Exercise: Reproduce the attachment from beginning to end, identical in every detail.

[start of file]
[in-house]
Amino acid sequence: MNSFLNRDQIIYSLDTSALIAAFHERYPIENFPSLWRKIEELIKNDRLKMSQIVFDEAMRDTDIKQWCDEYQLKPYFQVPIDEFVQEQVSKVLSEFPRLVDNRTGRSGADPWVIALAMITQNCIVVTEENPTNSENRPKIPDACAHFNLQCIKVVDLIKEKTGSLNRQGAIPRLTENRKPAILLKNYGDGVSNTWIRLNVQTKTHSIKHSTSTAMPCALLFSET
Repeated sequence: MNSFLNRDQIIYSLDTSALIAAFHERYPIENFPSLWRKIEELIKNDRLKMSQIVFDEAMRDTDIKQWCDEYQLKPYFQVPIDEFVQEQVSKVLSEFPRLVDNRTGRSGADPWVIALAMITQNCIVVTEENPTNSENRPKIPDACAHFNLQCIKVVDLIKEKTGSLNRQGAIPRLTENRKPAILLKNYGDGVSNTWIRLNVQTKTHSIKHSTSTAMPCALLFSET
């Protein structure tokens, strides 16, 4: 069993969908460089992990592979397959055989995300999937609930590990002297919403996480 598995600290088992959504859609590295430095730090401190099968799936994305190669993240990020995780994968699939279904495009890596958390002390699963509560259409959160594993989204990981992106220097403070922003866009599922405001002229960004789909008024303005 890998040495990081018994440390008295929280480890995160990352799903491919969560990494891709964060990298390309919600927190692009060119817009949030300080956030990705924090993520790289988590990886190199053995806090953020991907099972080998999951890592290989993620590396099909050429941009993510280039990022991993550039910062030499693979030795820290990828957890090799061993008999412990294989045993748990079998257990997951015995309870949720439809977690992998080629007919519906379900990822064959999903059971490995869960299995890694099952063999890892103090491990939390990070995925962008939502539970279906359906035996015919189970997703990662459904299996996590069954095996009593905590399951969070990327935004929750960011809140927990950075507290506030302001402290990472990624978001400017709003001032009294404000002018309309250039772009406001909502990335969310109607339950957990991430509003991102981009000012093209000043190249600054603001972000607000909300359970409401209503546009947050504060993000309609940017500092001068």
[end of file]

[in-house]
Amino acid sequence: MNSFLNRDQIIYSLDTSALIAAFHERYPIENFPSLWRKIEELIKNDRLKMSQIVFDEAMRDTDIKQWCDEYQLKPYFQVPIDEFVQEQVSKVLSEFPRLVDNRTGRSGADPWVIALAMITQNCIVVTEENPTNSENRPKIPDACAHFNLQCIKVVDLIKEKTGSLNRQGAIPRLTENRKPAILLKNYGDGVSNTWIRLNVQTKTHSIKHSTSTAMPCALLFSET
Repeated sequence: MNSFLNRDQIIYSLDTSALIAAFHERYPIENFPSLWRKIEELIKNDRLKMSQIVFDEAMRDTDIKQWCDEYQLKPYFQVPIDEFVQEQVSKVLSEFPRLVDNRTGRSGADPWVIALAMITQNCIVVTEENPTNSENRPKIPDACAHFNLQCIKVVDLIKEKTGSLNRQGAIPRLTENRKPAILLKNYGDGVSNTWIRLNVQTKTHSIKHSTSTAMPCALLFSET
């Protein structure tokens, strides 16, 4: 069993969908460089992990592979397959055989995300999937609930590990002297919403996480 598995600290088992959504859609590295430095730090401190099968799936994305190669993240990020995780994968699939279904495009890596958390002390699963509560259409959160594993989204990981992106220097403070922003866009599922405001002229960004789909008024303005 890998040495990081018994440390008295929280480890995160990352799903491919969560990494891709964060990298390309919600927190692009060119817009949030300080956030990705924090993520790289988590990886190199053995806090953020991907099972080998999951890592290989993620590396099909050429941009993510280039990022991993550039910062030499693979030795820290990828957890090799061993008999412990294989045993748990079998257990997951015995309870949720439809977690992998080629007919519906379900990822064959999903059971490995869960299995890694099952063999890892103090491990939390990070995925962008939502539970279906359906035996015919189970997703990662459904299996996590069954095996009593905590399951969070990327935004929750960011809140927990950075507290506030302001402290990472990624978001400017709003001032009294404000002018309309250039772009406001909502990335969310109607339950957990991430509003991102981009000012093209000043190249600054603001972000607000909300359970409401209503546009947050504060993000309609940017500092001068």